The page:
2013 Cosmetics Directive Finally Implemented After 20 Years!


Today is a big day for the Cosmetics Industry, with the EU passing the third & final part of the European Cosmetics Directive.

In 1976 The Cosmetics Directive began it's life by defining what a cosmetic product is.

The Directive identified cosmetics as "any substance or preparation in contact with external parts of the human body, or with teeth & the mucous membranes of the oral cavity, with a view exclusively or principally to cleaning them, perfuming them, protecting them... keep them in good condition, change their appearance or correct body odours".

Furthermore it governed the labeling, safety data & contents of cosmetics; such as colourings, preservatives, UV Filters & so on.

Throughout the 80's & 90's there was an increase in public awareness about the use of animals for the testing of cosmetics & so following public outrage, in 1993 the EU government responded with legislation banning animal testing.

The European Legislation banned:

Animal testing of finished cosmetic products.
The testing of cosmetics ingredients on animals.
Banned the import & selling of cosmetics products that have been animal tested outside the EU.

This meant that many companies would have to change their animal testing ways & find alternatives & so the Government gave them 5years to prepare & set the date to implement the new ban as January 1st, 1998.

Unfortunately, during this time, a number of the largest cosmetic's companies lobbied the European Commission & so the ban was postponed until 30th June, 2000

This date was then again delayed & the ban was postponed a further 2 years!

Meanwhile, out of the public eye, amendments were being made to the cosmetics directive which stated that parts 1 & 2 of the ban could be implemented in 2009 BUT with the exception that testing for repeated dose toxicity, toxicokinetics & reproductive toxicity would still be allowed, until full of the implementation of the marketing ban which was granted a delay until 2013.

Today,  the final part of the legislation has FINALLY been implemented. 

This means that cosmetics companies will no longer be allowed toconduct repeated dose toxicity tests, toxicokinetics & reproductive toxicity tests for their cosmetics 
& ingredients on animals in European Laboratories. 

It also bans companies selling products in the EU which have been animal tested in other parts of the world.
^^^ This was the loophole which allowed products which had been tested on animals to be sold upon European shelves. The Chinese Government require all cosmetics to be tested on animals, even though, they've been safely used within the EU! Companies choosing to deal in China, will have had to adhere to this...


Manufacturers use a number of terms to sugar-coat their animal testing policies. Globally successful L’Oreal Paris have never been accredited by the BUAV or PETA, however, they claim that they have not tested their ‘final products’ on animals since 1989, yet they openly admit that they do submit their ingredients for additional testing (on animals).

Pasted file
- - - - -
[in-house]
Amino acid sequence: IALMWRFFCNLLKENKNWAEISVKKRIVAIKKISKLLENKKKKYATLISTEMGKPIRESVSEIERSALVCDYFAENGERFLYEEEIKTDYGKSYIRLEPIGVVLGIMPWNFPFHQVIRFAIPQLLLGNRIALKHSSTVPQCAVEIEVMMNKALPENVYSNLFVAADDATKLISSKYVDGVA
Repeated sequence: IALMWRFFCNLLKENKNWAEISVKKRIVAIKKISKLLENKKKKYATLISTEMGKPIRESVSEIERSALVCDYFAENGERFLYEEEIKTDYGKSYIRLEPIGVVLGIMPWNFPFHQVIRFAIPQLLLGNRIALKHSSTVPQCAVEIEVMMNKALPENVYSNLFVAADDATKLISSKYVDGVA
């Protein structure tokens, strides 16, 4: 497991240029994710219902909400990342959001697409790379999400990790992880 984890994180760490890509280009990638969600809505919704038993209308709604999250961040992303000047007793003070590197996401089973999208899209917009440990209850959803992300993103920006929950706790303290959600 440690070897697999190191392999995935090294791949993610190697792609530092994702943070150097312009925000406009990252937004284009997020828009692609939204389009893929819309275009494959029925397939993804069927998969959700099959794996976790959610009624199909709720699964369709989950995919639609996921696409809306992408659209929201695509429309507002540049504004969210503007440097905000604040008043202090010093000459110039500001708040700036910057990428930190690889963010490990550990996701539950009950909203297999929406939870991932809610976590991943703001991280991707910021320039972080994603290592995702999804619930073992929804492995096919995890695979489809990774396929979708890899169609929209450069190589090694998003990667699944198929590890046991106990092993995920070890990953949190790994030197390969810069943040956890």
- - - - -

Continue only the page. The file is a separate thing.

A company may say that they do not test their products on animals; however they may test it along the way, use ingredients that have been tested on animals by a third-party, or purchase their ingredients from a supplier which conducts tests on animals, this allows them to use the guise ‘we do not test on animals’.

The ambiguous statement ‘we do not test on animals, unless required by law’ should not be swept under the carpet. Estee Lauder, the parent company of 28 branded companies including Bobbi BrownMac & Clinique state in their company policy, when asked if they test their products on animals replied: ”No. The Estée Lauder Companies Inc. is committed to the elimination of animal testing. We are equally committed to consumer health safety, bringing to market products that comply with applicable regulations in every country in which our products are sold. We do not conduct animal testing on our products or ingredients, nor ask others to test on our behalf, except when required by law.”

So as consumers where does this leave us? Do your homework, check out the policies & check out the parent company policies. The easiest way to do this, is to research the bigger companies & see which smaller companies they own.

Thankfully, there are already 100's of companies worldwide who already adhere to these humane guidelines. Ethical manufacturers & consumers will look to the BUAV's Leaping Bunny Programme & PETA's Caring Consumer Programme for guidance. Both organisations, consider a product to be cruelty free when there is no form of animal testing at any point during the products creation. In addition to this, products will be suitable for vegetarians & vegans.